Daniel: Yes, it’s just burnt beans in the water, that’s all.
Brendan: That’s all it is.
Daniel: It’s no secret there. Yes, so I actually started out, I was brewing as I said earlier in a fermenter and I was brewing everything to concentrate. I was trying to get the highest concentrate I could get, that way I could cut it with the most amount of water and get the most amount of product, a certain amount of beans.
Brendan: Right, get the biggest yield out of the smallest batch.
Daniel: Yes, so TDS is what I’d measure and I want to come back to TDS meter in a little while. I would brew and I would be able to get somewhere in the neighborhood of like 3.8 to 4.3% TDS which is really strong. I miss the days when I was making those because I was doing taste test and the coffee just tastes so delicious when you drink it at 4% TDS.
But it’s not very easy on the stomach to drink 24 ounces of it.
Brendan: Probably rough on your sleep schedule too.
Daniel: It is, yes, you don’t have a whole cup. I was brewing concentrate and brewing concentrate and just one day it occurred to me, I’m brewing this concentrate and then mixing it with water which is pretty standard, that’s what everybody does and they sell concentrate. I thought, ‘Why don’t I try to just mix it beforehand instead of adding water to the coffee.’ I did a blind test and I usually diluted down to– originally I went to about the 1.75 area for TDS and everybody said it was good and delicious but a little bit too strong. I’ve actually adjusted my TDS down to the 1.5 range. I brewed a nice batch of 4% TDS and then cut it with about 50% more of that water, and I cut it down diluted right at the 1.5%. Then I brewed another batch with — what I use is 15 pounds of coffee and add that to the 26 gallon bine.
That actually works out to about 22 gallons of water because I don’t measure it off the volume that I enter anymore, I’ve got it stabilized enough. About 15 pounds to 22 gallons, and for me that will yield right at 1.5% TDS. I brewed those two different methods of brewing and taste them side by side, and the taste is the same but you can actually taste the water when you dilute it. It’s just light and you have to have a pretty keen mouth to taste it, but it does have a little bit thinner taste of doing concentrate and then diluting it. Which of course makes total sense because 40% — 30% of the water that you’re drinking, of the liquid that you’re drinking is non brewed water.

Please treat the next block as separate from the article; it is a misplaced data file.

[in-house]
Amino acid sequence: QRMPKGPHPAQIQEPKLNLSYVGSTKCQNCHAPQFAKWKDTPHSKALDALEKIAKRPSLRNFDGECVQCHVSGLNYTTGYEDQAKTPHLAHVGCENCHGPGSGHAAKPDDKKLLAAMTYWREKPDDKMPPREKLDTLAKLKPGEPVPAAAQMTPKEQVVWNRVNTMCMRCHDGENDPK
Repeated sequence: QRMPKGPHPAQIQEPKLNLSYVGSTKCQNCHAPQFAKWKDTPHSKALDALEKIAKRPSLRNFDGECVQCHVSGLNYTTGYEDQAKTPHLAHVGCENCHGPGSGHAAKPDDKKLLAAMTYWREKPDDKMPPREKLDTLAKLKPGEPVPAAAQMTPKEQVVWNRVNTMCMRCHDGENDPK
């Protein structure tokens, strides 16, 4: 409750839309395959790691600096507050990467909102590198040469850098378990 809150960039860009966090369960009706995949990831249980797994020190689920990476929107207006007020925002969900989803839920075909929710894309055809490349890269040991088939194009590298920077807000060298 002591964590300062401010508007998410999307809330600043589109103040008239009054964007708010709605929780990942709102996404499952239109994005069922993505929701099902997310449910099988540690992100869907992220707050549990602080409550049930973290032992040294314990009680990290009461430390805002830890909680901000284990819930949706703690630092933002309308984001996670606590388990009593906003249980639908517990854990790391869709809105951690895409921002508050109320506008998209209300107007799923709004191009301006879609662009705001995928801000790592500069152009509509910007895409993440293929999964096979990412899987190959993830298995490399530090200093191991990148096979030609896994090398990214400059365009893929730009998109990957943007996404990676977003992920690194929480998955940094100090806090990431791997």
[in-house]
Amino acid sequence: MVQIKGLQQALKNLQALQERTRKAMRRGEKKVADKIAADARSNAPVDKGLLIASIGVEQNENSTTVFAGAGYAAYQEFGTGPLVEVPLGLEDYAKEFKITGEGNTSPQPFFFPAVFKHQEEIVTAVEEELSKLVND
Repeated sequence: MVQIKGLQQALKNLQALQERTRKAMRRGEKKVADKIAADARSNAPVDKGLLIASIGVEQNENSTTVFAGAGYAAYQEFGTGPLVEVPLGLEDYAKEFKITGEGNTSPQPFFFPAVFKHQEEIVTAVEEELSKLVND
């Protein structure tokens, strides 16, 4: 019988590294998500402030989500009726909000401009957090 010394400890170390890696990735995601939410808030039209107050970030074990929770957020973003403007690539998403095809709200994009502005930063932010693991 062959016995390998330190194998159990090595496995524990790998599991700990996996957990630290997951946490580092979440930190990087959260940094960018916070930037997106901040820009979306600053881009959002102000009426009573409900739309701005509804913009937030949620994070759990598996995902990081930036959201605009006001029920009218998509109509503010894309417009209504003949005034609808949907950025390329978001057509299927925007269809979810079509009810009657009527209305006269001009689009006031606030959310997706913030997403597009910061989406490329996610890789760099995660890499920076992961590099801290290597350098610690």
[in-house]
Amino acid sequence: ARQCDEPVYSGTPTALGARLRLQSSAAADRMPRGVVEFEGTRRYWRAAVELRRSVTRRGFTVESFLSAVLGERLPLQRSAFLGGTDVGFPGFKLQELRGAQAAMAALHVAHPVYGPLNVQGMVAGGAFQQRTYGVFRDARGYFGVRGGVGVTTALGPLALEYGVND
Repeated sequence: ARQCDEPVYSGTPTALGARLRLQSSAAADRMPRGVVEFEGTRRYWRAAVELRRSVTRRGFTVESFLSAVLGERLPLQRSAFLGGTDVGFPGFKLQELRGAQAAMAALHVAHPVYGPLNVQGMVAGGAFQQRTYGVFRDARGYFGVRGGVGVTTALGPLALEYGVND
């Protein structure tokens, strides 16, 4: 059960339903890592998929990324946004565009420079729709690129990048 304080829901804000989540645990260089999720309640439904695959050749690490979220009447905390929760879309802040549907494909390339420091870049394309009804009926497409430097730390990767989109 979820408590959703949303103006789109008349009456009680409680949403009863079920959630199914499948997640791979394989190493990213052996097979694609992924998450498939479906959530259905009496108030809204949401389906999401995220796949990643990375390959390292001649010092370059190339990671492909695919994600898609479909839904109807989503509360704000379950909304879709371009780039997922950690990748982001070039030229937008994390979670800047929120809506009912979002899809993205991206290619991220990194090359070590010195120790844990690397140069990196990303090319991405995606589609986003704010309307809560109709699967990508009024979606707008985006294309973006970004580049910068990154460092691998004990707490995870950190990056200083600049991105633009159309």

Brendan: Not sitting with the beans for 12 or 15 hours.
Daniel: Right they just met, they’re not friends. At that point I stopped brewing concentrate. Now I brew everything at ready to drink strength. You really got to know your recipe and like I said, for me it’s basically more or less five pounds of coffee or seven gallons of water will come out right at the drinking strength. I brew that for a full 24 hours. I actually also do a bit of a hot bloom, and what hot bloom is, is you start the roast with hot water and then you add cold water on top of that. Everybody is scared of hot water and cold brewing, but I usually use with 15 pounds of coffee in a batch. I usually do about two gallons of water, so that’s not actually brewing anything, but what it does do is it, I like to say it activates the grounds.
It just gets them a lot looser and they start floating. I always watch for air bubbles that will pop out of the bottom, it really activates the grounds more so than brewing the water.
Brendan: That’s something I’ve never tried. You’re not really changing the flavor are you getting a brighter more forward cup of coffee in the end.
Daniel: It does end up with a little bit brighter, it does, yes. Not because it affects that it’s not as any more acidic, because immediately once it’s set for about a minute with hot water, just a little bit of hot water, and then dump usually ice cold water on top of that to cool all the grounds down. Then after the ice water is in there, I usually do about two to three gallons of ice water and then the rest with cool water. It stops all of that hot brewing before it really has a chance to brew any other water. If you ever done a coral sample for lack of a better word on your just a cold brew straight cold water, you can get dry grounds an hour after you’ve started the batch. You can dig down in there and you’d find grounds that are still dry because they just hadn’t soaked through yet.